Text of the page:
Gulf Shores spends $8.9 million this summer on school upgrades

Gulf Shores spends $8.9 million this summer on school upgrades

Total spending on school improvements totals $17.5 million, as city enters year two as an independent school system

By John Mullen
Gulf Shores OK’d a $3.3 million classroom addition to the city’s elementary school during the July 27 council meeting. This comes on the heels of a $5.6 million project at the high school to and improve existing athletic facilities approved in June.
“The school board has identified the need for elementary school expansion so the school board with the superintendent sent out a request for a proposal and got four different teams of bids to do architectural services,” City Administrator Steve Griffin said. “Their recommendation to you all is that we authorize the contract Walcott, Adams and Goodwyn, Mills and Caywood in an amount not to exceed $313,530.”
Before opening for its first year in 2019 the city spent about $8.6 million to improve traffic flow, parking, playgrounds, gym renovations, roof repairs and air conditioning repairs. It’s part of nearly $20 million available to the schools.
“The school board has identified about $19.4 million worth of capital funding available for school construction,” Griffin said. “The council had authorized a line of credit for $17 million for a 20-year period and the state board superintendent has informed me that he’s identified $2.4 million that will be available. That’s the total of $19.4 million.”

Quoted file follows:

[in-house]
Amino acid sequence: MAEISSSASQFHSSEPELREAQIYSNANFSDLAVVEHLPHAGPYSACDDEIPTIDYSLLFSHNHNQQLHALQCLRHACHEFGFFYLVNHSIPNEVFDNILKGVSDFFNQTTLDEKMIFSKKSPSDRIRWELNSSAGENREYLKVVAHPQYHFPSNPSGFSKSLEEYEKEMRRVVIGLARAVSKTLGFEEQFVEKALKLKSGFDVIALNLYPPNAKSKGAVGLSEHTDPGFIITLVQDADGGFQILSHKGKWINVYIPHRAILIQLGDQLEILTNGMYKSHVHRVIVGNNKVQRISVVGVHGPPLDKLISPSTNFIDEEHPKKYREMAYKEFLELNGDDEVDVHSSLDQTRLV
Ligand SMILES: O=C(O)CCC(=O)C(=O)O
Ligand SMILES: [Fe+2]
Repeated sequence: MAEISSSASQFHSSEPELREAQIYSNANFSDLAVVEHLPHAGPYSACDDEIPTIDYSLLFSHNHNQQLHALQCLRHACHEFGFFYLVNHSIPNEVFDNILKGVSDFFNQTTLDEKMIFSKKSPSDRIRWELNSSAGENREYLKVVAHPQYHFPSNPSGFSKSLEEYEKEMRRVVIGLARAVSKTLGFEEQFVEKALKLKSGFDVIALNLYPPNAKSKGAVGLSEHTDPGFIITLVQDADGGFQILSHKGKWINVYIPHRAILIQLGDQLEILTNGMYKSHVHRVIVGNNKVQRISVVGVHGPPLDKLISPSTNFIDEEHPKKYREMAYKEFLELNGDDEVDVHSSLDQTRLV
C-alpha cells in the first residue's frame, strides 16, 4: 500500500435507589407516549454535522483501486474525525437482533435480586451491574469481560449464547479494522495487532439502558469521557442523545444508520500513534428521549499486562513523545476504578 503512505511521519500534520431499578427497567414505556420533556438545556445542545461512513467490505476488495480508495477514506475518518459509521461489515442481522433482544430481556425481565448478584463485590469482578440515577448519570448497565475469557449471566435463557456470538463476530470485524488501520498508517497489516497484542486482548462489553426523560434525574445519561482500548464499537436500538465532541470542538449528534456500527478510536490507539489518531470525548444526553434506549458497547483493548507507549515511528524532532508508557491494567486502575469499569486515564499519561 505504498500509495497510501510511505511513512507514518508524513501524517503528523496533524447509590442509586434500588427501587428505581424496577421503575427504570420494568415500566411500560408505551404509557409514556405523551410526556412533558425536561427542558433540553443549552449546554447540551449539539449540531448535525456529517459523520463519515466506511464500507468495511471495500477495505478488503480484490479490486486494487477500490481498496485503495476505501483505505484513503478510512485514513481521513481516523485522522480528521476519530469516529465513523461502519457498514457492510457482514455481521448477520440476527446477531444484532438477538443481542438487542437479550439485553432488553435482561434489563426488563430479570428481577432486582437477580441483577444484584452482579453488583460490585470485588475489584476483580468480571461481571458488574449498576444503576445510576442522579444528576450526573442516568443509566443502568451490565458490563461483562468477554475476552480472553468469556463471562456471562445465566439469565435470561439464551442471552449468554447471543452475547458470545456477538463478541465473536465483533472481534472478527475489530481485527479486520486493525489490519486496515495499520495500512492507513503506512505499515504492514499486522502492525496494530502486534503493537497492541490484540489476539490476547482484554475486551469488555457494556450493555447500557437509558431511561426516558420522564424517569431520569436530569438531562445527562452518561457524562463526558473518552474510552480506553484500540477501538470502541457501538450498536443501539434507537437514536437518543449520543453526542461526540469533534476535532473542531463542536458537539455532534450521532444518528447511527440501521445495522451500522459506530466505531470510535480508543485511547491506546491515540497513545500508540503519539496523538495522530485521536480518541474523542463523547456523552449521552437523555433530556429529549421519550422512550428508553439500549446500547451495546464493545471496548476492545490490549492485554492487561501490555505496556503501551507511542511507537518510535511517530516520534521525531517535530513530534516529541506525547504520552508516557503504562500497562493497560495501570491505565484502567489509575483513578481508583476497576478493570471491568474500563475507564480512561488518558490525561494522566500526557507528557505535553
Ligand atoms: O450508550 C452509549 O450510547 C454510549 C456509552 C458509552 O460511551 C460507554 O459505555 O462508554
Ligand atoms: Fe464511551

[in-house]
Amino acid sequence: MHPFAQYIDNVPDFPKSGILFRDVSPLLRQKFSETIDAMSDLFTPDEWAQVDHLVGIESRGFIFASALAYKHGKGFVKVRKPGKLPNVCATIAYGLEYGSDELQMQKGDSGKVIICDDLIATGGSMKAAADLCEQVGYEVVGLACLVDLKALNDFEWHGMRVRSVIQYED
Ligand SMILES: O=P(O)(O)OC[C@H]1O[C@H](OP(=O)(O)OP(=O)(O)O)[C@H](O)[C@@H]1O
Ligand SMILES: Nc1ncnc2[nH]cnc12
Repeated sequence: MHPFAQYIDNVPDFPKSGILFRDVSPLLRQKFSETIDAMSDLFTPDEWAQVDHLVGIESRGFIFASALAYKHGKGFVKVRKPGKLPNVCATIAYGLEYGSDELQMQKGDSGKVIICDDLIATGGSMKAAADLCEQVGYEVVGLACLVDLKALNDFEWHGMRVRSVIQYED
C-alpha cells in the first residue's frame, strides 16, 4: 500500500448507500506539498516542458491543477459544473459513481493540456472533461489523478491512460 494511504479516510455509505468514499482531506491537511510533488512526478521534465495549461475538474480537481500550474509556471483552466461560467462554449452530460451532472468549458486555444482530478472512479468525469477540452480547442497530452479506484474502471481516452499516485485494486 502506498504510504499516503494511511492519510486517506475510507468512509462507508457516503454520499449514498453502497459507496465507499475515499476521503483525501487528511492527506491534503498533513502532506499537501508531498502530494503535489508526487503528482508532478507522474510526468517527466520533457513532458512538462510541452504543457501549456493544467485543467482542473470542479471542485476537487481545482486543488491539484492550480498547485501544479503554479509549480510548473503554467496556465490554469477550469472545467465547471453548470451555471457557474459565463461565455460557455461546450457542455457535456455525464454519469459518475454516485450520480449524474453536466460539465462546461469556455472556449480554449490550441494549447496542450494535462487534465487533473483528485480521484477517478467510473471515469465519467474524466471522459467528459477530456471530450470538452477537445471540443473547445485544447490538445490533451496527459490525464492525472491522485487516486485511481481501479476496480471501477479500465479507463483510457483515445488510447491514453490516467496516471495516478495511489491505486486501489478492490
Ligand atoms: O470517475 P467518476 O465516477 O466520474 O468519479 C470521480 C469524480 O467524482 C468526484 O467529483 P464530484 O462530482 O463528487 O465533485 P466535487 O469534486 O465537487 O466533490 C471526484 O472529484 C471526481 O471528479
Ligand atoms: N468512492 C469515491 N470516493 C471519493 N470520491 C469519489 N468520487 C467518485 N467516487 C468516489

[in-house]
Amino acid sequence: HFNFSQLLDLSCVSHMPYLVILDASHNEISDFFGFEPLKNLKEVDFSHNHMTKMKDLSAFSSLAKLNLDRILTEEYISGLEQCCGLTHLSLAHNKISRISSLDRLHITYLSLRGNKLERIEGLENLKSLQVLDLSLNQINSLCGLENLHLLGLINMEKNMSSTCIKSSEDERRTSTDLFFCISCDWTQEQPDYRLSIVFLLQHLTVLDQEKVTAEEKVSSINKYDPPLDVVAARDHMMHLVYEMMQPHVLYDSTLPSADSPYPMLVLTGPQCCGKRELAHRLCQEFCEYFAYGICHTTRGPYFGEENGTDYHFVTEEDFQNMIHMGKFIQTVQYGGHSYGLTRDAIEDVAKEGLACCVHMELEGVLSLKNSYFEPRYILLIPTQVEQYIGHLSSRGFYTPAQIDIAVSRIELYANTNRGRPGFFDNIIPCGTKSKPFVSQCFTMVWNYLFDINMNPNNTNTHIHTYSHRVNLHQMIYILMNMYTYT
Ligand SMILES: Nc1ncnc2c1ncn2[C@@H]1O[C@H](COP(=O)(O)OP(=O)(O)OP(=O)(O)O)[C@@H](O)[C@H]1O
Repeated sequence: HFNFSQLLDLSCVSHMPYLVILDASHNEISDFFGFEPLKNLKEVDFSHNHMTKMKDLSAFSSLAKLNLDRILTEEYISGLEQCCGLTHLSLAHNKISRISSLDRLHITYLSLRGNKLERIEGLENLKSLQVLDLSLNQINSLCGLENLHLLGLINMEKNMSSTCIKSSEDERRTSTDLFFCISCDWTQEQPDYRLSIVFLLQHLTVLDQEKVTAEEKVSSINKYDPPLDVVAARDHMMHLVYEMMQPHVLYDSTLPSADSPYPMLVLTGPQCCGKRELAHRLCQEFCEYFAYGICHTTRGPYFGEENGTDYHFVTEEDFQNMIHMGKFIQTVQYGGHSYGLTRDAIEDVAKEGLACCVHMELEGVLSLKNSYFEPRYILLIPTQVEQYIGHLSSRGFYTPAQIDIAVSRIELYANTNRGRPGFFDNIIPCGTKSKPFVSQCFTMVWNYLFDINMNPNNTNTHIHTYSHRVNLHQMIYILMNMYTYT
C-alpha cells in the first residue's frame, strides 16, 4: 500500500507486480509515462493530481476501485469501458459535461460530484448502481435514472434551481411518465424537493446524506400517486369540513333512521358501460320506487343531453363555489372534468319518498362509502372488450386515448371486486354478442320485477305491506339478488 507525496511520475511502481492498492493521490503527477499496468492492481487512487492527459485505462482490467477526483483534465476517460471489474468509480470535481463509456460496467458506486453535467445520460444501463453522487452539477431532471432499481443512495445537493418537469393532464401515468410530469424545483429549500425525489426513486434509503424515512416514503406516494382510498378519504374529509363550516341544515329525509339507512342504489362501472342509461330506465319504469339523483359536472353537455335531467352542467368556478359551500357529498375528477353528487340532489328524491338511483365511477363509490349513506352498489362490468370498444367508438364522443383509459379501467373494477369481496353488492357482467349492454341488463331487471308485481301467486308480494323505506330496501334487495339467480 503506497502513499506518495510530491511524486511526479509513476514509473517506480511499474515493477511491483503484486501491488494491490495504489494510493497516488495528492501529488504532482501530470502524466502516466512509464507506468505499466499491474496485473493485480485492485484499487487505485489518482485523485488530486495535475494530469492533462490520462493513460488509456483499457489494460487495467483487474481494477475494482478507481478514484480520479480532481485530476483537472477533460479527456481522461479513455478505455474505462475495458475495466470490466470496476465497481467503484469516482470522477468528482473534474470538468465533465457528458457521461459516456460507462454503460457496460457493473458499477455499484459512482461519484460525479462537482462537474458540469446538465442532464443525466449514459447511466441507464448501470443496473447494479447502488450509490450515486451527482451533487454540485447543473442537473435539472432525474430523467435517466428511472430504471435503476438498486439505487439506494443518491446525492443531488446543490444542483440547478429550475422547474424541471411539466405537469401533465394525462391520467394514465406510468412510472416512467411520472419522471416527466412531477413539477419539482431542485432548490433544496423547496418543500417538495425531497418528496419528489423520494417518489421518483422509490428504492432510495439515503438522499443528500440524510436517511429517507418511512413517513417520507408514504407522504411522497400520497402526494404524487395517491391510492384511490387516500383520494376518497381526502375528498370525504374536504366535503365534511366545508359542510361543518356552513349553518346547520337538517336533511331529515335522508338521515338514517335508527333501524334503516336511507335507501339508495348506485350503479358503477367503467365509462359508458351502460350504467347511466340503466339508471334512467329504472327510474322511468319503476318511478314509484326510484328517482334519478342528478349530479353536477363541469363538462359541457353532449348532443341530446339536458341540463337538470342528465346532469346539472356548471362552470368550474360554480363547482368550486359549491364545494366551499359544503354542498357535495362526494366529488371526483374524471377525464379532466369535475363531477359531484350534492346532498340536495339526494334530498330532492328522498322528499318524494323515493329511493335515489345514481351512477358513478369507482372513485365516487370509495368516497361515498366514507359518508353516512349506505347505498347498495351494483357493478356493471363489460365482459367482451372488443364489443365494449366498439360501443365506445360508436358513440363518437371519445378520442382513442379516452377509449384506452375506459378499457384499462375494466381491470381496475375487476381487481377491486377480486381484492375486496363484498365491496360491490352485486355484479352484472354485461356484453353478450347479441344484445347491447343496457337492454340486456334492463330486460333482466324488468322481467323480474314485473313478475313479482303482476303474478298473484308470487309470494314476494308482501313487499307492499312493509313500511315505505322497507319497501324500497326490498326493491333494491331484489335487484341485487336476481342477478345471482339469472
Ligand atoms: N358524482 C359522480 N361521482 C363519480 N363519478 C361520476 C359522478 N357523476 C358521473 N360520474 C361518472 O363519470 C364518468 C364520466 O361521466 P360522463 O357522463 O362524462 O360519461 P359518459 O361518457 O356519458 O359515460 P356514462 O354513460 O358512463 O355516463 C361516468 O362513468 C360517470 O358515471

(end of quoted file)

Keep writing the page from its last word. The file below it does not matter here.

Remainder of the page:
The three projects have a combined cost of $17.2 million. The classroom project bid will go out in July of 2020 with construction starting in October and a target opening date for the 2021-22 school year. The design process and review of the design will take place in August.
“It’s an aggressive timeline but it’s something that’s definitely needed at the school,” Economic Development Coordinator Blake Phelps told the council. “Staff has been working on this for several months now trying to plan and come up with the concept that they feel like is best utilizing what’s needed on campus.”
New classrooms will be built between two existing buildings on the campus and could eventually contain 12 new rooms.
“The board of education going into last year understood already that there was some capacity crunch at the existing elementary school,” Phelps said. “Part of what they did immediately was reconfigure the grades within the elementary school which is PreK-5 grades and shift the sixth grade back to the original configuration of sixth, seventh and eighth at the middle school. That helped free up some capacity within the elementary school but with the existing growth and projected continued growth there are some need for capacity at the elementary school within the existing campus. That’s what this project is going to address.
During the project, all portable classrooms will be removed from all schools in Gulf Shores, a new 21st Century Leaning Environment will be started and it will create flexible, collaborative STEM/STEAM learning spaces.